Think About a Different Society

In discussions about welfare and health care reform it’s common to hear progressives insist, “I want to live in the kind of society where the poor are taken care of.” Common variants include, “Don’t you want to live in a society where the poor are taken care of?” “What kind of society allows the poor to suffer without taking care of them?” and “What does it say about a society that it would allow the poor to suffer?”

A common claim is that either we are part of a society that cares for the poor or we are not, with no middle ground. This is true in the sense that any society we are a part of either allows the poor to suffer or it does not, but we absolutely can be part of both societies which do and do not allow the poor to suffer.

The reason is that people are simultaneously part of many different societies. I’m a citizen of the United States, a voter in the State of Virginia, an inhabitant of the town of Charlottesville, an alumnus of Harvard University, a law student at the University of Virginia, and a member of Aetna’s University of Virginia Student Health Insurance Plan. All of these things could reasonably be described as “societies.”

Want to be part of a society that makes sure its sick are taken care of? Well you could push for legislation that requires all Americans to sign up for health insurance, like the ACA. Or you could sign up for an Aetna health plan, or enroll in the University of Virginia, which requires all of its students to have health insurance. Or you could start some new “society” with the relevant desired traits. In any of these situations, you would literally become part a society that ensures care for its sick members.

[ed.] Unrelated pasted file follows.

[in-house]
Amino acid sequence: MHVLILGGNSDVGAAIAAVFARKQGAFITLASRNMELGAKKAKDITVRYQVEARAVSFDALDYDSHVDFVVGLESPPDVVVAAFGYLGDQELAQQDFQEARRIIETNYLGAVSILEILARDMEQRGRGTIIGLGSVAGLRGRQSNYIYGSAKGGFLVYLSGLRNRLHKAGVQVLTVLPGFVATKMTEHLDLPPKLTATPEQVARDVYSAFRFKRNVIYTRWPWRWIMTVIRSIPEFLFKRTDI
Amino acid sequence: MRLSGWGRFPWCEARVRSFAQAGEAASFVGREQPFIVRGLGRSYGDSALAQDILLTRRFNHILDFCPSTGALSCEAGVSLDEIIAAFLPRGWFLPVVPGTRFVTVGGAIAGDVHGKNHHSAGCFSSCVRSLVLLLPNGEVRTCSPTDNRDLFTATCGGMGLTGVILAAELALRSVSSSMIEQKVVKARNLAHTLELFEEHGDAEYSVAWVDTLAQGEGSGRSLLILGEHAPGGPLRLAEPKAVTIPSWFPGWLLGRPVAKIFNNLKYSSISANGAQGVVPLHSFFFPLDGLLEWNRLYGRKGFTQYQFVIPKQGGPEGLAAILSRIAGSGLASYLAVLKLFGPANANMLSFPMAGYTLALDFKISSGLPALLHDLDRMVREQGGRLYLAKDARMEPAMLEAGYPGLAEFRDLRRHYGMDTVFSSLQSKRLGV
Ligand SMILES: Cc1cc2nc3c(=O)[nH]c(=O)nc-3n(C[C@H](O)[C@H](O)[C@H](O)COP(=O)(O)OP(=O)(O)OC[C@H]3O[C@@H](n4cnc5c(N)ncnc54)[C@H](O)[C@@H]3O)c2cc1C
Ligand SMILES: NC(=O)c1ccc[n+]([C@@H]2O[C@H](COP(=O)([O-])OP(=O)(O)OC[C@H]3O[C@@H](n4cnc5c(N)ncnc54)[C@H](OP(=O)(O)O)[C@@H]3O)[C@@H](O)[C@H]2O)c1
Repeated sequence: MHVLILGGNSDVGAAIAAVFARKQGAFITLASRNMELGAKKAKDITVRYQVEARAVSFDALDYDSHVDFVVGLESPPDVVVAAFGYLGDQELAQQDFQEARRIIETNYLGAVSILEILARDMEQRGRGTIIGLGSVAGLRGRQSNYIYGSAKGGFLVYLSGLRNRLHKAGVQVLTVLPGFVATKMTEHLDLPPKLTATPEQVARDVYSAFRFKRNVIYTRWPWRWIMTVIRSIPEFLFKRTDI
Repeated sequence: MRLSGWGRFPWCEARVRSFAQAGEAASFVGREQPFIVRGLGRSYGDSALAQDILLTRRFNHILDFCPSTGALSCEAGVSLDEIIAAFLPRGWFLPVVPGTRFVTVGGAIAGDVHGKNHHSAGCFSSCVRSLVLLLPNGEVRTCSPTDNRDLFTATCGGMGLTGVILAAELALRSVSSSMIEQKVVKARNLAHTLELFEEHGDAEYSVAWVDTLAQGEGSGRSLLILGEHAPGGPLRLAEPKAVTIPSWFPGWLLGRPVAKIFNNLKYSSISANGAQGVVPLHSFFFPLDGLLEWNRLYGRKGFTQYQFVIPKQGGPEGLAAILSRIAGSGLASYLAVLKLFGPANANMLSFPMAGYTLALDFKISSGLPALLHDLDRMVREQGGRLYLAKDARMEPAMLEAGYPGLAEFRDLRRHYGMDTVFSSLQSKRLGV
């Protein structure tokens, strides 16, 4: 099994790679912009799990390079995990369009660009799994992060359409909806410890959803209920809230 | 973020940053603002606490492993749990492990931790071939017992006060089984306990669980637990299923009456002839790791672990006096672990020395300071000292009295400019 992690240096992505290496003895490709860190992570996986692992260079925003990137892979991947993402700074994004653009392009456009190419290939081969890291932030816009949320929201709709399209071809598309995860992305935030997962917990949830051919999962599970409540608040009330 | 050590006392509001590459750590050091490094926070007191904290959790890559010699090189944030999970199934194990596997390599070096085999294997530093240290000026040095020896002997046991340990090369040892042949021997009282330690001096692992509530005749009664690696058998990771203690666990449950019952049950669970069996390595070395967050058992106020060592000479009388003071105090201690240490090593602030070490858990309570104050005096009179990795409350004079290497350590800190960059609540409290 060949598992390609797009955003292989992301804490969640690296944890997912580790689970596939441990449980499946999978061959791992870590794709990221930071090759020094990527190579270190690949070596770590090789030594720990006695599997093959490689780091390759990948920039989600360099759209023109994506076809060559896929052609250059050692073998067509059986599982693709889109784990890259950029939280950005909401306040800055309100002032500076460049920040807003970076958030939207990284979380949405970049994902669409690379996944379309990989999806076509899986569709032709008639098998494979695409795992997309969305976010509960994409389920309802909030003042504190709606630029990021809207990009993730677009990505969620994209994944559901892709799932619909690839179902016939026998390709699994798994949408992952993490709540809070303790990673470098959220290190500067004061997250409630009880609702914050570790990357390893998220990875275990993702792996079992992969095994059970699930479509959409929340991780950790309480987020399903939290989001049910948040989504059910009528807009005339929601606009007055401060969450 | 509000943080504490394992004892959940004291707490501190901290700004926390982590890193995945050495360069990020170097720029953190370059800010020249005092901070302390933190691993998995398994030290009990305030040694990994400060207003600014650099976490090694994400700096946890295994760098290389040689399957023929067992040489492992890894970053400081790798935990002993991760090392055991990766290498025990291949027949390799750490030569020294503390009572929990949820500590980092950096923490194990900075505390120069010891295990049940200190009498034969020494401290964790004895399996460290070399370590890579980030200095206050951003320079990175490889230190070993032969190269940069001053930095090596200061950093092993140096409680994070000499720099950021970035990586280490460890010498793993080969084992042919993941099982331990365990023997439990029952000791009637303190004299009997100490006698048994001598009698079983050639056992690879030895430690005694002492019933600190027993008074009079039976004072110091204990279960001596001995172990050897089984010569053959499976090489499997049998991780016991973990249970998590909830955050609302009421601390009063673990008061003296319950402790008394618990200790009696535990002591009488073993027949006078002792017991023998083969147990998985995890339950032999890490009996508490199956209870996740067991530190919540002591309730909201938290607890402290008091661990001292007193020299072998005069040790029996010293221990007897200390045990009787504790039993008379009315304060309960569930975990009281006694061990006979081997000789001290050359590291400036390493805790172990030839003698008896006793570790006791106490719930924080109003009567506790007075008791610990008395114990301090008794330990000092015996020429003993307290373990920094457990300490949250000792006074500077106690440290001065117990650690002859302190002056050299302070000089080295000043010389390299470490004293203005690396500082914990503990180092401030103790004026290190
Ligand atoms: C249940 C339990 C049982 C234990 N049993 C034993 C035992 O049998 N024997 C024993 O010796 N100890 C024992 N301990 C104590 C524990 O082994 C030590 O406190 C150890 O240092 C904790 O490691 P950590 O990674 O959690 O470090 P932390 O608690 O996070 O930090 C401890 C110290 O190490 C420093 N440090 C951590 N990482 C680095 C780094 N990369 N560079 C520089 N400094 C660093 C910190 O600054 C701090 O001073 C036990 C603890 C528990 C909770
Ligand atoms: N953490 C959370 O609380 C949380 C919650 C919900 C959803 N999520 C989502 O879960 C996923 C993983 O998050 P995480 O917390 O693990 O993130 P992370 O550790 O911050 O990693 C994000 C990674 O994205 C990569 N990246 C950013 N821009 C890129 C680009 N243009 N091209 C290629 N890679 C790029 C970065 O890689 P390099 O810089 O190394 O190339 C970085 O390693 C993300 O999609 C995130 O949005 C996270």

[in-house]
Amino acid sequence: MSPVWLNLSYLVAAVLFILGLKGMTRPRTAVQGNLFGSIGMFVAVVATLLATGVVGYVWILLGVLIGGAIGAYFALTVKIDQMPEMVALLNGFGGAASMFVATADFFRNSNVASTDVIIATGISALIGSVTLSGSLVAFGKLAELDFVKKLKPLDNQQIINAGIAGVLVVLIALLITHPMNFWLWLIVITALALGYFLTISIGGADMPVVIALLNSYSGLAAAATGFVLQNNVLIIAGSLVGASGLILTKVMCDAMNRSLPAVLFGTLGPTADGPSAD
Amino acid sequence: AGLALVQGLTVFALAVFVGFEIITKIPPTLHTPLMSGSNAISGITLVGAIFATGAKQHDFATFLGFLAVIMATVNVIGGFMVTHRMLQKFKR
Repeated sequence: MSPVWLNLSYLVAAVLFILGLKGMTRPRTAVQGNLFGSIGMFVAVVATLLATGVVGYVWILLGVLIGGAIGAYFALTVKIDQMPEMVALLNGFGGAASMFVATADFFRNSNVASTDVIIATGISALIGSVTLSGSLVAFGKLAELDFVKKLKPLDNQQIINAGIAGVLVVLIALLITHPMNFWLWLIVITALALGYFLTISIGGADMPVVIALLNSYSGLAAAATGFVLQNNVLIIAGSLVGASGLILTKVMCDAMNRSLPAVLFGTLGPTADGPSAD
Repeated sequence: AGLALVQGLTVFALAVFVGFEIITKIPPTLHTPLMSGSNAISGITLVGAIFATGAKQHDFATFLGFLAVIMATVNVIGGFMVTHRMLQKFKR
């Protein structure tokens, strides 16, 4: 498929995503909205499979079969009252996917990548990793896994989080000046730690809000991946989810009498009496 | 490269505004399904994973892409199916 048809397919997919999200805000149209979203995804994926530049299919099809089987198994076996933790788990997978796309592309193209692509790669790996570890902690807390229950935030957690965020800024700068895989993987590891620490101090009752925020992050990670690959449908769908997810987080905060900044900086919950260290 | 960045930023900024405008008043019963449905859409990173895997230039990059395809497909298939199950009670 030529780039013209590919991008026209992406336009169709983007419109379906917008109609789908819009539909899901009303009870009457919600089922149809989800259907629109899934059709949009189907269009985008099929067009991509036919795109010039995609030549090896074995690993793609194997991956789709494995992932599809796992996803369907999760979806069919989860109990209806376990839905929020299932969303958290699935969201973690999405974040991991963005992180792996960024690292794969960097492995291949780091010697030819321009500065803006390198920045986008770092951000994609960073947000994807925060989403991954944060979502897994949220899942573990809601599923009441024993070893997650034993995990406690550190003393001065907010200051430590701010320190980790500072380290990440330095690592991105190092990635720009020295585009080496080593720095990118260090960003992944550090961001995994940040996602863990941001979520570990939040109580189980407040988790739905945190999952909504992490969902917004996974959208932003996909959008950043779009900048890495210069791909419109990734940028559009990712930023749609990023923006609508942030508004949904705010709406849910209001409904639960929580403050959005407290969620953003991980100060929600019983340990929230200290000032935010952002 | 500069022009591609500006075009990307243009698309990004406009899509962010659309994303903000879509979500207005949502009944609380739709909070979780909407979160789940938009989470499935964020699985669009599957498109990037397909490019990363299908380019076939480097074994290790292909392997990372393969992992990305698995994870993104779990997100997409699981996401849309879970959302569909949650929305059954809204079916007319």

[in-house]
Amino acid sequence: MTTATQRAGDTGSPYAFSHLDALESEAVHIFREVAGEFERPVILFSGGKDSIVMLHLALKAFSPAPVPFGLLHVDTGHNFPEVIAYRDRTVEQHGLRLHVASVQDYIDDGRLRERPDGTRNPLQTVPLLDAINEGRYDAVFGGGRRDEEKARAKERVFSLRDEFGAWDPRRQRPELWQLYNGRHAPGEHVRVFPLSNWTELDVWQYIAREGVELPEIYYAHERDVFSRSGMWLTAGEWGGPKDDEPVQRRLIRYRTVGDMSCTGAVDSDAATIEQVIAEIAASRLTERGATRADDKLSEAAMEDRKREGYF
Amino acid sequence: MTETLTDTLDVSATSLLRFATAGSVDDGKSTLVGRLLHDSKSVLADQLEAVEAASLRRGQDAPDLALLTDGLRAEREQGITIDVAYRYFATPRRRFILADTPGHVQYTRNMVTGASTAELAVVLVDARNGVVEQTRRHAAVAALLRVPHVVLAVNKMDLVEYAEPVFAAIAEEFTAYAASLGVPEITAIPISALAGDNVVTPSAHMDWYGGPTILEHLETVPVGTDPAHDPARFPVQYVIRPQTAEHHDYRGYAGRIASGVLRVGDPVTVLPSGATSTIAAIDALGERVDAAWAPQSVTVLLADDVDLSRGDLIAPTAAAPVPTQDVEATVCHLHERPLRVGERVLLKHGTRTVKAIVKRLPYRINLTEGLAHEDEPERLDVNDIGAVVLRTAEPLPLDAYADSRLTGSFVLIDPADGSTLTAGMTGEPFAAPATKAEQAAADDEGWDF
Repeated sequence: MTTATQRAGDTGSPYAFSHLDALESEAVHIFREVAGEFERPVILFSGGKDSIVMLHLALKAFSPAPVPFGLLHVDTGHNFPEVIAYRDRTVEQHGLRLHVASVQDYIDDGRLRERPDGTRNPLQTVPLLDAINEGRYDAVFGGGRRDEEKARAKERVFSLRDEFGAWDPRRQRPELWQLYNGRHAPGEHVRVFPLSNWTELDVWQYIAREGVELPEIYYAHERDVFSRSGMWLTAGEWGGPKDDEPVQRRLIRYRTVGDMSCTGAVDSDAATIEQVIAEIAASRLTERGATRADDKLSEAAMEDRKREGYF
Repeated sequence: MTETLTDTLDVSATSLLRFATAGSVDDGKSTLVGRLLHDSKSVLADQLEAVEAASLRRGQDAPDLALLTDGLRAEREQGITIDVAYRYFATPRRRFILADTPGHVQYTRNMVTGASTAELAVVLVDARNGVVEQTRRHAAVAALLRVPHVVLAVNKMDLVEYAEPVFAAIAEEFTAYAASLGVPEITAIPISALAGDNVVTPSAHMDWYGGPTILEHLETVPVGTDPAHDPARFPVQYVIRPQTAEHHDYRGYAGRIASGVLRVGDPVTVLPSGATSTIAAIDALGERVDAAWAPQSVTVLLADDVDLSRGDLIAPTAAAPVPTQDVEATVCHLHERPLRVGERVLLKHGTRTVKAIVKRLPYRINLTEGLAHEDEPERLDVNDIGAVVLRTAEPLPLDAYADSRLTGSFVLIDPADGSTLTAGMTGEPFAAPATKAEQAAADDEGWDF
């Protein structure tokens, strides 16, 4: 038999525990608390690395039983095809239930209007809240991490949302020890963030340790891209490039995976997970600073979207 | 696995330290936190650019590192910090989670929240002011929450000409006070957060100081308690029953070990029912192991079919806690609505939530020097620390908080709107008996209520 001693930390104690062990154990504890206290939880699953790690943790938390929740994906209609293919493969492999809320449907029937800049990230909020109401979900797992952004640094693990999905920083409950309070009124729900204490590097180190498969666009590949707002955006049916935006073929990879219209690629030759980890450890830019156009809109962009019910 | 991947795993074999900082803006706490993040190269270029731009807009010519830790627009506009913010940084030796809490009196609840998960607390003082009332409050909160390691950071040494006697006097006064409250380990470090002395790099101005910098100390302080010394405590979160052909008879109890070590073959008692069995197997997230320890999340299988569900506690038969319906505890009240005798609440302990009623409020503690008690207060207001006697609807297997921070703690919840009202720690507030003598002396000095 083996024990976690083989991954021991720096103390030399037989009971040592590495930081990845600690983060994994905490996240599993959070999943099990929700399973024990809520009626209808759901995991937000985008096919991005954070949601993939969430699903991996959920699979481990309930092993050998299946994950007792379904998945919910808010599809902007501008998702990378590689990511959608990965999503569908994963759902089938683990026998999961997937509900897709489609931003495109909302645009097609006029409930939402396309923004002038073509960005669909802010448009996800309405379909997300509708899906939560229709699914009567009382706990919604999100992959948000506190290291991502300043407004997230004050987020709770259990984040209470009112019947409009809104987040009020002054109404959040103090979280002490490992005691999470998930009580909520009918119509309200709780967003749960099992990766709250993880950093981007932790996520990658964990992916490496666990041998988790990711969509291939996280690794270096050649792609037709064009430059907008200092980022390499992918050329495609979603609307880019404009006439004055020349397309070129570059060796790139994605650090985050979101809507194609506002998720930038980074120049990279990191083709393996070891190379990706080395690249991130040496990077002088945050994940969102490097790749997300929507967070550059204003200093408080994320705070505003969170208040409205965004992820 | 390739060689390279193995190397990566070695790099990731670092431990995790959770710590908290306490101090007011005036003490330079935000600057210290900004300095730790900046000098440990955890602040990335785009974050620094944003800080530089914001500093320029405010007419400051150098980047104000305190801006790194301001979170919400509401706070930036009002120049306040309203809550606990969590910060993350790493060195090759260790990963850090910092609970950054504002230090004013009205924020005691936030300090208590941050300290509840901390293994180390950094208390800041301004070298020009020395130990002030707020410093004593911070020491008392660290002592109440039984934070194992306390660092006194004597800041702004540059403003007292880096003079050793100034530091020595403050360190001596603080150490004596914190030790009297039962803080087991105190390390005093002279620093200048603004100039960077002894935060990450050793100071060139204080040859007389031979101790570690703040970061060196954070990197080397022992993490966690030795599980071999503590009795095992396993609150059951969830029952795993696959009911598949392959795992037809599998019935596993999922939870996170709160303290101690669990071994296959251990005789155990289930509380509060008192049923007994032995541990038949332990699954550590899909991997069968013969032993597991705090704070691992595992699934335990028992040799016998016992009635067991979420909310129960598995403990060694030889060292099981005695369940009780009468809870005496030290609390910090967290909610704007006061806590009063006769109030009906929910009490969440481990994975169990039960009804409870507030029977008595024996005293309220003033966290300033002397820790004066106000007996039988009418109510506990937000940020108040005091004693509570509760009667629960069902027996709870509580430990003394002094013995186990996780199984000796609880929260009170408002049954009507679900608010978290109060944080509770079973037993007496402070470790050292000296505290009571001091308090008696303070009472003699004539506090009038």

People who say “I want to be part of a society that takes care of its sick” overwhelmingly mean something like the ACA. They would probably be unimpressed by the incidence of insurance within the UVA community and sneer openly at the idea that Aetna represents a mutual insurance “society.” When they say they want to be part of a “society” they really mean that they want to be part of a “nation.”

But what’s so important about a nation? It’s just a geographically bounded institution with a monopoly on the scope of accepted violence. Is it really important to have your societal preferences represented by a geographical entity? Or do the smaller constituent societies not satisfy our ambitions of ideal society membership? Is it psychologically dissatisfying to be part of a small ideal society rather than a large ideal society? I don’t really think any of these hypotheses explains our preferences for national legislation. Instead I offer two further thoughts:

1. People don’t really care what sort of society they are a member of. Instead, they have preferences of universal applicability. Advocates for the ACA probably don’t really want just members of their society to be taken care of. They would also and for the same basic reasons want poor people in a totally separate society to be taken care of by their own society (people, for example, in New Guinea, or on Mars). The nation just happens to be the largest arena in which they can hope to see their preferences advanced.

2. When people focus on national society, they are often choosing not only for themselves, but also for everyone else. They determine what sort of society everyone else must be a part of, and what kind of societies they may not be a part of. The ACA does not merely allow us to live in a society where we are forced to care for the poor. It requires us to do so, and forbids us to do otherwise. The supporters of the ACA chose not merely for themselves, but for everyone else. While they could have taken part voluntarily in any number of charitable mutual insurance societies, they instead opted to coerce the participation of people who did not share their vision. I suggest that while it is entirely appropriate to work to shape a society for ourselves that suits our preferences, it is morally inappropriate to claim authority to prescribe the terms by which all of others’ societies must function.